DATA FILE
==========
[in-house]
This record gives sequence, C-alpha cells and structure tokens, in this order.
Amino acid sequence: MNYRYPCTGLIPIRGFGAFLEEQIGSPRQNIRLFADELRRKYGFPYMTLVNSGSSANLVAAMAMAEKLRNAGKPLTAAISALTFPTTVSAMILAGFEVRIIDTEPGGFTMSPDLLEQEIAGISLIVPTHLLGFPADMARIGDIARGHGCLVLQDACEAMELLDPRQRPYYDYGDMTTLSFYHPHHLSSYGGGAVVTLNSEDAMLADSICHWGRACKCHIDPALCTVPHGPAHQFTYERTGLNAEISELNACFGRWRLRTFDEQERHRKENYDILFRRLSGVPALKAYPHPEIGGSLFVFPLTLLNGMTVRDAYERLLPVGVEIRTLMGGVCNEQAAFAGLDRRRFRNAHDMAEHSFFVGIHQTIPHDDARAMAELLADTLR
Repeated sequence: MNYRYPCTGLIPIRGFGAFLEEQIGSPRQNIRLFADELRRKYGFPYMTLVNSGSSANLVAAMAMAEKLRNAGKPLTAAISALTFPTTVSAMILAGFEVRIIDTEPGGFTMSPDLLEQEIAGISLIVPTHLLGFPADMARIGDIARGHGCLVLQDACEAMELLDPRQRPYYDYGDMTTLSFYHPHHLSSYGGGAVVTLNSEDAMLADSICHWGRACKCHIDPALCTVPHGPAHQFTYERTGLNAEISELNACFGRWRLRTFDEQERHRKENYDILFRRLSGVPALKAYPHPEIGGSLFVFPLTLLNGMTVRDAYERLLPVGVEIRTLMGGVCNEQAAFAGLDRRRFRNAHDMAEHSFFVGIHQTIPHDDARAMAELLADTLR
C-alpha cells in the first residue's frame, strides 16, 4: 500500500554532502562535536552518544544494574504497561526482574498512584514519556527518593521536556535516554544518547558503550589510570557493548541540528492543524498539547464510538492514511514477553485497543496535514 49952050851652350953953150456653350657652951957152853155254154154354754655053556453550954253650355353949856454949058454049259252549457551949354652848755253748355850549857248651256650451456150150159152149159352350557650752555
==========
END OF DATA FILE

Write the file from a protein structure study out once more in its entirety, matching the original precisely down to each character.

[in-house]
This record gives sequence, C-alpha cells and structure tokens, in this order.
Amino acid sequence: MNYRYPCTGLIPIRGFGAFLEEQIGSPRQNIRLFADELRRKYGFPYMTLVNSGSSANLVAAMAMAEKLRNAGKPLTAAISALTFPTTVSAMILAGFEVRIIDTEPGGFTMSPDLLEQEIAGISLIVPTHLLGFPADMARIGDIARGHGCLVLQDACEAMELLDPRQRPYYDYGDMTTLSFYHPHHLSSYGGGAVVTLNSEDAMLADSICHWGRACKCHIDPALCTVPHGPAHQFTYERTGLNAEISELNACFGRWRLRTFDEQERHRKENYDILFRRLSGVPALKAYPHPEIGGSLFVFPLTLLNGMTVRDAYERLLPVGVEIRTLMGGVCNEQAAFAGLDRRRFRNAHDMAEHSFFVGIHQTIPHDDARAMAELLADTLR
Repeated sequence: MNYRYPCTGLIPIRGFGAFLEEQIGSPRQNIRLFADELRRKYGFPYMTLVNSGSSANLVAAMAMAEKLRNAGKPLTAAISALTFPTTVSAMILAGFEVRIIDTEPGGFTMSPDLLEQEIAGISLIVPTHLLGFPADMARIGDIARGHGCLVLQDACEAMELLDPRQRPYYDYGDMTTLSFYHPHHLSSYGGGAVVTLNSEDAMLADSICHWGRACKCHIDPALCTVPHGPAHQFTYERTGLNAEISELNACFGRWRLRTFDEQERHRKENYDILFRRLSGVPALKAYPHPEIGGSLFVFPLTLLNGMTVRDAYERLLPVGVEIRTLMGGVCNEQAAFAGLDRRRFRNAHDMAEHSFFVGIHQTIPHDDARAMAELLADTLR
C-alpha cells in the first residue's frame, strides 16, 4: 500500500554532502562535536552518544544494574504497561526482574498512584514519556527518593521536556535516554544518547558503550589510570557493548541540528492543524498539547464510538492514511514477553485497543496535514 49952050851652350953953150456653350657652951957152853155254154154354754655053556453550954253650355353949856454949058454049259252549457551949354652848755253748355850549857248651256650451456150150159152149159352350557650752555